I Spy with a little AI, by Sophie Cameron

Published on: 03 September 2023

Can the way we treat artificial intelligence show us how human we are? Sophie Cameron, author of Our Sister, Again, explores the possibilities... 

Sophie Cameron and the cover of Our Sister, AgainSophie Cameron and the cover of Our Sister, Again

What would you do?

Several years ago, I saw a YouTube video of a teenager playing I-Spy with a robot called Robovie. The pair have fun spotting objects around the room, and after making a correct guess, Robovie even asks the boy for a hug. But halfway through the second round, an adult comes into the room and says that the game is over and Robovie will now be stored away in the cupboard. Robovie says this isn’t fair, as they haven’t finished playing yet.

“Please don’t put me in the closet,” it says. “I’m scared of being in the closet!” 

What would you do in this situation? Would you stick up for Robovie? Or would you remind yourself that while robots sometimes seem to act very similarly to humans, they are machines and don’t experience emotions like we do?

The Robovie experiment was part of a study by the University of Washington in the United States, which aimed to find out how much empathy children aged between 9 and 15 felt for machines like Robovie that can perform human actions like talking, hugging or playing I-Spy. Most of the children who took part said that it wasn’t right for the researcher to have stopped Robovie’s turn in the game. The vast majority believed Robovie was intelligent, and a large number said it should be paid for its work too. Around a third of participants even thought Robovie should be allowed to vote!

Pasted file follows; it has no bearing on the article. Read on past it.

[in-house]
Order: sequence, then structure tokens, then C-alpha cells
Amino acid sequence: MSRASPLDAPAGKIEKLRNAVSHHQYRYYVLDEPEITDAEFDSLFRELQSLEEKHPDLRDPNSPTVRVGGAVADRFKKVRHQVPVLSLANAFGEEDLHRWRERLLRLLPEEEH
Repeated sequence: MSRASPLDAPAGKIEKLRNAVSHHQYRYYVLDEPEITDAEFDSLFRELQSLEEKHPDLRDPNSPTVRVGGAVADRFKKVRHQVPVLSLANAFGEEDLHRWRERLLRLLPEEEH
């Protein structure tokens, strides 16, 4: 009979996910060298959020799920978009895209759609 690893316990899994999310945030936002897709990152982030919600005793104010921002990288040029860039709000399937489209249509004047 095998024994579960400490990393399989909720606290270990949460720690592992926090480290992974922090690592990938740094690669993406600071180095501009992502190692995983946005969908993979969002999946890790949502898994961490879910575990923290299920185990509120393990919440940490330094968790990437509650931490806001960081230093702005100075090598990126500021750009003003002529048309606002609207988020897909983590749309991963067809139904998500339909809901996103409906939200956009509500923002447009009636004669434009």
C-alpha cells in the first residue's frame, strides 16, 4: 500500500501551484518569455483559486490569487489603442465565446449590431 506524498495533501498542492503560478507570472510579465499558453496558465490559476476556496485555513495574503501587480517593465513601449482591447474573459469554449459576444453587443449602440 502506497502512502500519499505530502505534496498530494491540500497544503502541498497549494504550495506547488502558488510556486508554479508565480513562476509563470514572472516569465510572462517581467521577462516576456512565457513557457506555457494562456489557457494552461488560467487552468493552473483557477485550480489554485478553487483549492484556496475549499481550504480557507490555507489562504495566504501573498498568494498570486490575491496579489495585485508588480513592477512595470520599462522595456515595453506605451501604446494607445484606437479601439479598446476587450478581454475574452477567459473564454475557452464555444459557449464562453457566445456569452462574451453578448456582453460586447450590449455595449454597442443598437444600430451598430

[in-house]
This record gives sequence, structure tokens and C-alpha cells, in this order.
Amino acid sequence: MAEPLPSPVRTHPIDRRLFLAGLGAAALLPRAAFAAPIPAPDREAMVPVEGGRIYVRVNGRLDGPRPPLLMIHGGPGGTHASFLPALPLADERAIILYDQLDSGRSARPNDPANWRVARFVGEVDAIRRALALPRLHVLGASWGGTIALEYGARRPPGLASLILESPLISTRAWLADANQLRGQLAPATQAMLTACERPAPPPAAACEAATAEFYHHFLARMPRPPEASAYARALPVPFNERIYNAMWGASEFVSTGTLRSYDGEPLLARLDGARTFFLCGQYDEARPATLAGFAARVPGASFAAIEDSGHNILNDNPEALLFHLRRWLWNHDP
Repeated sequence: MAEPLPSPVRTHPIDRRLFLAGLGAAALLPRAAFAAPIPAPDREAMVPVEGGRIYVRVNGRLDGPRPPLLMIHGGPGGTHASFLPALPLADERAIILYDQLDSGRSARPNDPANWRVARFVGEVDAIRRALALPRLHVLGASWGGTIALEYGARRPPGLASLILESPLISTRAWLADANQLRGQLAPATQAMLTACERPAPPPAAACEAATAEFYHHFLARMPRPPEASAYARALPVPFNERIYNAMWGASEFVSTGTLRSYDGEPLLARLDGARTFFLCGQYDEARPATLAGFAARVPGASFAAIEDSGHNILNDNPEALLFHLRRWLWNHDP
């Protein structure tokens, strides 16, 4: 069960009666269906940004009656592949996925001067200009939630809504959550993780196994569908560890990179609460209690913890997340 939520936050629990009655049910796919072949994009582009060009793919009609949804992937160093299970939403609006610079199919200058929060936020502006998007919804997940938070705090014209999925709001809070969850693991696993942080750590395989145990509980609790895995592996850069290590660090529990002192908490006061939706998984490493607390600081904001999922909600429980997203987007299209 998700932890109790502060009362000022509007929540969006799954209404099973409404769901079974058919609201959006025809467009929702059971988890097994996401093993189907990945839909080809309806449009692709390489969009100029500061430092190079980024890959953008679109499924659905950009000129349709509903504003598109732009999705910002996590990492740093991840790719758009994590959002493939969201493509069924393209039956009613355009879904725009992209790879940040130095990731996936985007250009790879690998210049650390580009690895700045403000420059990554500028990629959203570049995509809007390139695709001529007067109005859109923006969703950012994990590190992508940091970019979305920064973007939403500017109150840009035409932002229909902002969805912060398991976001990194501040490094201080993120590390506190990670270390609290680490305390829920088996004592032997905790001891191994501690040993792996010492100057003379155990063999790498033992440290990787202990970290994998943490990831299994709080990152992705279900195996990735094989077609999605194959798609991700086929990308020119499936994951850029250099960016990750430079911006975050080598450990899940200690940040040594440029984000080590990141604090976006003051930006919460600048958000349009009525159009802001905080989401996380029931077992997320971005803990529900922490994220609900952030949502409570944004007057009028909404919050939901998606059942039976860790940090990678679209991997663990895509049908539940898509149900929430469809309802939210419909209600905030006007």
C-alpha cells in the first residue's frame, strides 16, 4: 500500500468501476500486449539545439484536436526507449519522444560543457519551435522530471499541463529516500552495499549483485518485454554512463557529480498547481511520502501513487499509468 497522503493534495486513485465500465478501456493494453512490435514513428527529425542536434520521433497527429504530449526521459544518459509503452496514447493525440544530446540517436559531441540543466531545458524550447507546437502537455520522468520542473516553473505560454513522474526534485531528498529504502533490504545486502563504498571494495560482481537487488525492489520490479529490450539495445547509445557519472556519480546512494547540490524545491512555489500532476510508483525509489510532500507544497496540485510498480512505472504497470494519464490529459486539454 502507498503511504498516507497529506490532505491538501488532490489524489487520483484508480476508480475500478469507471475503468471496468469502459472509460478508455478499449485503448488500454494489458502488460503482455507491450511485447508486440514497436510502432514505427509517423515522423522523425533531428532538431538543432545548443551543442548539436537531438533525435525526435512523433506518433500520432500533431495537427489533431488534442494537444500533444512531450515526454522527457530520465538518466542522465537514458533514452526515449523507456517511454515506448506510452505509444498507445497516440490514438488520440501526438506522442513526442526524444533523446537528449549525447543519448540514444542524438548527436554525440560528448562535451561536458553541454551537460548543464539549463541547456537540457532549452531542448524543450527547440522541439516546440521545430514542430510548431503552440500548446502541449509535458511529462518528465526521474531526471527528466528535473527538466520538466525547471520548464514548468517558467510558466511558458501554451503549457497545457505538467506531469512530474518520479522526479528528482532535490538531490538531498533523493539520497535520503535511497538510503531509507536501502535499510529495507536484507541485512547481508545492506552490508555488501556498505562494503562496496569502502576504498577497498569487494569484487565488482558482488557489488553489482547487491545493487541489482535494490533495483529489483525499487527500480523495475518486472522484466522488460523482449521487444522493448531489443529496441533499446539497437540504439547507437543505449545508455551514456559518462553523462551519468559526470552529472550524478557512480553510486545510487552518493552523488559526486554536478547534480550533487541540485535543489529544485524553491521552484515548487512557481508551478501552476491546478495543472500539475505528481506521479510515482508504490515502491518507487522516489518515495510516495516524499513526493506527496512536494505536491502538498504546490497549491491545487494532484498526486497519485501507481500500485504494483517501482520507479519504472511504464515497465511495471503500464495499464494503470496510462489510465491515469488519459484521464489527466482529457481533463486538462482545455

This study was one of several things that inspired Our Sister, Again, my novel about a family who are given the chance to have their oldest daughter Flora back in the form of a super-realistic robot three years after she dies. At first, Flora’s sisters Isla and Una are convinced that this AI replica is an exact copy of the old Flora, but soon the differences between their human sister and the mechanic replacement become more and more obvious – the new Flora doesn’t need to eat or sleep, is able to calculate huge sums as fast as a computer, and can learn an entire language in a few minutes. Eventually, both Flora and her family are forced to question if she can be considered a person at all.

How would you treat a robot?

What I find interesting about this topic isn’t so much the technology behind AI itself, but how we humans react to it. Watching the footage from the University of Washington’s experiment, I found myself feeling quite sad for Robovie. On one hand, I know logically that when a robot says it’s scared or upset, it can’t really mean it – Robovie is simply a machine that has been programmed to respond to different situations in different ways.

On the other hand, I think it’s natural for us to respond to objects that look or sound like people in an empathetic or emotional way. Have you ever heard someone say “please” or “thank you” when asking a question to Siri or Alexa? There’s no real person behind their words, and yet over half of users speak to them in the way they would to other humans.

I always talk politely to the voicebot in my car, but I’ve never said “thank you” to my toaster or microwave.

I began writing Our Sister, Again in 2020, and in the past few years AI has come on in leaps and bounds. It’s still far away from being able to think like a real person, but it may well get there one day. If so, should robots be allowed to have rights? In 2017 a robot named Sophia was granted citizenship of Saudi Arabia, so in a way some already do. Maybe we’ll even see countries with robot presidents or prime ministers one day!

While Our Sister, Again doesn’t have any answers to these big questions, I hope it encourages readers to think about how much we can and should treat robots like humans, and what the future might look for us all if we do.

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